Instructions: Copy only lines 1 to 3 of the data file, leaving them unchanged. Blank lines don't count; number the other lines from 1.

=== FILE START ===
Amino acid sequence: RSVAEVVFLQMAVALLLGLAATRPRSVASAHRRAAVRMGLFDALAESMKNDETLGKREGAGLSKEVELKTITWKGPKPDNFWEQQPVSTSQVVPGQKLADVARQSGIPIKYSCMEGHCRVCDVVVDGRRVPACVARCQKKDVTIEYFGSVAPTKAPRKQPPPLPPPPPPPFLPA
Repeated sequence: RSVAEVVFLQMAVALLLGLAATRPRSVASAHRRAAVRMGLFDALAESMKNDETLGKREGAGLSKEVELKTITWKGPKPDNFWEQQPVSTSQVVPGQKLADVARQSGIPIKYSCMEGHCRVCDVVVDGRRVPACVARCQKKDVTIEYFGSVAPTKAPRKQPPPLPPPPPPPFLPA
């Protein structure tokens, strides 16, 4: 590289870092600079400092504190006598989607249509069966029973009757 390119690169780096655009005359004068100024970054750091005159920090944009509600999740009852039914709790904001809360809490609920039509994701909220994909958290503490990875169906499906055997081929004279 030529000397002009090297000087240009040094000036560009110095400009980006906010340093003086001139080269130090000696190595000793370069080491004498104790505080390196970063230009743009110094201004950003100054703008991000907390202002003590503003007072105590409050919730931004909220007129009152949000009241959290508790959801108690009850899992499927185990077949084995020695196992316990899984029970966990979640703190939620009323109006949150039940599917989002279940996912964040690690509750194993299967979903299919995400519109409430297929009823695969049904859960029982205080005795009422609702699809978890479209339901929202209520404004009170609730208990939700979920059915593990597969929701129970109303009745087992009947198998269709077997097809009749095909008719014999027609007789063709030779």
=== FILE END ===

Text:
Amino acid sequence: RSVAEVVFLQMAVALLLGLAATRPRSVASAHRRAAVRMGLFDALAESMKNDETLGKREGAGLSKEVELKTITWKGPKPDNFWEQQPVSTSQVVPGQKLADVARQSGIPIKYSCMEGHCRVCDVVVDGRRVPACVARCQKKDVTIEYFGSVAPTKAPRKQPPPLPPPPPPPFLPA
Repeated sequence: RSVAEVVFLQMAVALLLGLAATRPRSVASAHRRAAVRMGLFDALAESMKNDETLGKREGAGLSKEVELKTITWKGPKPDNFWEQQPVSTSQVVPGQKLADVARQSGIPIKYSCMEGHCRVCDVVVDGRRVPACVARCQKKDVTIEYFGSVAPTKAPRKQPPPLPPPPPPPFLPA
């Protein structure tokens, strides 16, 4: 590289870092600079400092504190006598989607249509069966029973009757 390119690169780096655009005359004068100024970054750091005159920090944009509600999740009852039914709790904001809360809490609920039509994701909220994909958290503490990875169906499906055997081929004279 030529000397002009090297000087240009040094000036560009110095400009980006906010340093003086001139080269130090000696190595000793370069080491004498104790505080390196970063230009743009110094201004950003100054703008991000907390202002003590503003007072105590409050919730931004909220007129009152949000009241959290508790959801108690009850899992499927185990077949084995020695196992316990899984029970966990979640703190939620009323109006949150039940599917989002279940996912964040690690509750194993299967979903299919995400519109409430297929009823695969049904859960029982205080005795009422609702699809978890479209339901929202209520404004009170609730208990939700979920059915593990597969929701129970109303009745087992009947198998269709077997097809009749095909008719014999027609007789063709030779």